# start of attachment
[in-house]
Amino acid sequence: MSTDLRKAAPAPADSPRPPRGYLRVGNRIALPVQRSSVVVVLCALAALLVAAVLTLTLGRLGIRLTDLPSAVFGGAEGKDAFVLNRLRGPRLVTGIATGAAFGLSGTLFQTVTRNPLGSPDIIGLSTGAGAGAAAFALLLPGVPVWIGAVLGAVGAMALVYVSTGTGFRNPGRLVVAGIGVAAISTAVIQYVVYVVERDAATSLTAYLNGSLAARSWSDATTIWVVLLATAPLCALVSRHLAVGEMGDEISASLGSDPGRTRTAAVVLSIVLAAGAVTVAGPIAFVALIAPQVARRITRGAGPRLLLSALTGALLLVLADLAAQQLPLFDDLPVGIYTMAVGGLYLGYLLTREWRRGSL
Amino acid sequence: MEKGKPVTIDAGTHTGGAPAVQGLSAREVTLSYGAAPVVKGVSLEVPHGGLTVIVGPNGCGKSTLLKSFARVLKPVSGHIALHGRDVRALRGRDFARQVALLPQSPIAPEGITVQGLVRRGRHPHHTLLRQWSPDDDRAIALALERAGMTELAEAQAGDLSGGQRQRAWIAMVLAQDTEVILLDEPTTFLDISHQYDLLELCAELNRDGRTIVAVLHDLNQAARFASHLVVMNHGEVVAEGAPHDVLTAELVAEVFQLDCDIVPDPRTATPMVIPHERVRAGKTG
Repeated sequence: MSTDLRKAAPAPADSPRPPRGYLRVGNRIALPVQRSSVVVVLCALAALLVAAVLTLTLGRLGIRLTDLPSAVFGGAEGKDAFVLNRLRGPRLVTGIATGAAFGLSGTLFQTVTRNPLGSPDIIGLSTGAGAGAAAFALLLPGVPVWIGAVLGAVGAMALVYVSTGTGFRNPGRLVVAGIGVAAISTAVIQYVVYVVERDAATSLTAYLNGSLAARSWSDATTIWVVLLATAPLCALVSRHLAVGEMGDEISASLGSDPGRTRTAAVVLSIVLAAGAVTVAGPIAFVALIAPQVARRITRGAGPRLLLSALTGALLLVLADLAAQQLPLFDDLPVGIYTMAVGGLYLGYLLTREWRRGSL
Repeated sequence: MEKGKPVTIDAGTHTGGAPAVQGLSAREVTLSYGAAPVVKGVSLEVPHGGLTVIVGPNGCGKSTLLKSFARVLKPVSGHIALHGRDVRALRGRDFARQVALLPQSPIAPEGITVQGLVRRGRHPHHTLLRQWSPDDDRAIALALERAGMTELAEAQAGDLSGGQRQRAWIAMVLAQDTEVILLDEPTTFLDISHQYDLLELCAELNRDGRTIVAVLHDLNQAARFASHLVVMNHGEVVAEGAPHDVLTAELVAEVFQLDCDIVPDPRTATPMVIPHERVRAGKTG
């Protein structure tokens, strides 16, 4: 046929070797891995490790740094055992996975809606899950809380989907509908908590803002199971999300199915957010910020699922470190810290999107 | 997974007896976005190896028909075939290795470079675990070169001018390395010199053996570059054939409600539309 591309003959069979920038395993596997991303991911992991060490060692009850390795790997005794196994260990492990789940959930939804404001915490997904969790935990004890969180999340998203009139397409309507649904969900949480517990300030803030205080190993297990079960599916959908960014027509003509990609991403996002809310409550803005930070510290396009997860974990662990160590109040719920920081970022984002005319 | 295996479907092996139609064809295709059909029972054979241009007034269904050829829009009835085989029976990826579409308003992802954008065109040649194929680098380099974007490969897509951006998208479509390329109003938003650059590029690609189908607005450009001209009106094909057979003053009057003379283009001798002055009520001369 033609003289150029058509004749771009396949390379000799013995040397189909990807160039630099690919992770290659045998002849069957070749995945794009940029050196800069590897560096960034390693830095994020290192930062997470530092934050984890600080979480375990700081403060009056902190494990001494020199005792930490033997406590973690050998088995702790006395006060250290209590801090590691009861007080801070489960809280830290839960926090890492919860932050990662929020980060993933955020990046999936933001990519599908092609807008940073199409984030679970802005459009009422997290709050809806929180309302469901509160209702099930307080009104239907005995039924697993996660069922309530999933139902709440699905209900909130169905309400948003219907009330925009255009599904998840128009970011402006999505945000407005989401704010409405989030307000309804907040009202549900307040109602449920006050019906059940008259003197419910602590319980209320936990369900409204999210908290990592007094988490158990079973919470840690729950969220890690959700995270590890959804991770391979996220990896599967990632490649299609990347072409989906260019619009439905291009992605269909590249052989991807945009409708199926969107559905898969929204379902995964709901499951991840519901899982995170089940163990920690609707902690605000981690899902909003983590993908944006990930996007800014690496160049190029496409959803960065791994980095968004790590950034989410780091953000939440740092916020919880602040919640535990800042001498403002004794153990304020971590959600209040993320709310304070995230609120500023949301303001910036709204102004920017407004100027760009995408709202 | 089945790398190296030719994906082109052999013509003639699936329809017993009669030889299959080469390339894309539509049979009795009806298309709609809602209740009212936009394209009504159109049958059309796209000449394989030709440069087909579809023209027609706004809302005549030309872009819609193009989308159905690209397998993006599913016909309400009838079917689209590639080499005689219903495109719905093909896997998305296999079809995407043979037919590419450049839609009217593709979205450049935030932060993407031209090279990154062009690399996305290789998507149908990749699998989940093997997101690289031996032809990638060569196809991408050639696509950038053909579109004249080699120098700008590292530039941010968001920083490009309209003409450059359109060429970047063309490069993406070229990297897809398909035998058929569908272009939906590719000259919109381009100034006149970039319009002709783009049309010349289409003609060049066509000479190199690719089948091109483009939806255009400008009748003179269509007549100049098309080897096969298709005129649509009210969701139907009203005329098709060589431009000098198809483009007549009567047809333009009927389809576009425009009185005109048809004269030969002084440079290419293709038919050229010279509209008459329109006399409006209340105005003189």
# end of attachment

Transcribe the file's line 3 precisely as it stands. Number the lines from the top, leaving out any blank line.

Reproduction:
Amino acid sequence: MEKGKPVTIDAGTHTGGAPAVQGLSAREVTLSYGAAPVVKGVSLEVPHGGLTVIVGPNGCGKSTLLKSFARVLKPVSGHIALHGRDVRALRGRDFARQVALLPQSPIAPEGITVQGLVRRGRHPHHTLLRQWSPDDDRAIALALERAGMTELAEAQAGDLSGGQRQRAWIAMVLAQDTEVILLDEPTTFLDISHQYDLLELCAELNRDGRTIVAVLHDLNQAARFASHLVVMNHGEVVAEGAPHDVLTAELVAEVFQLDCDIVPDPRTATPMVIPHERVRAGKTG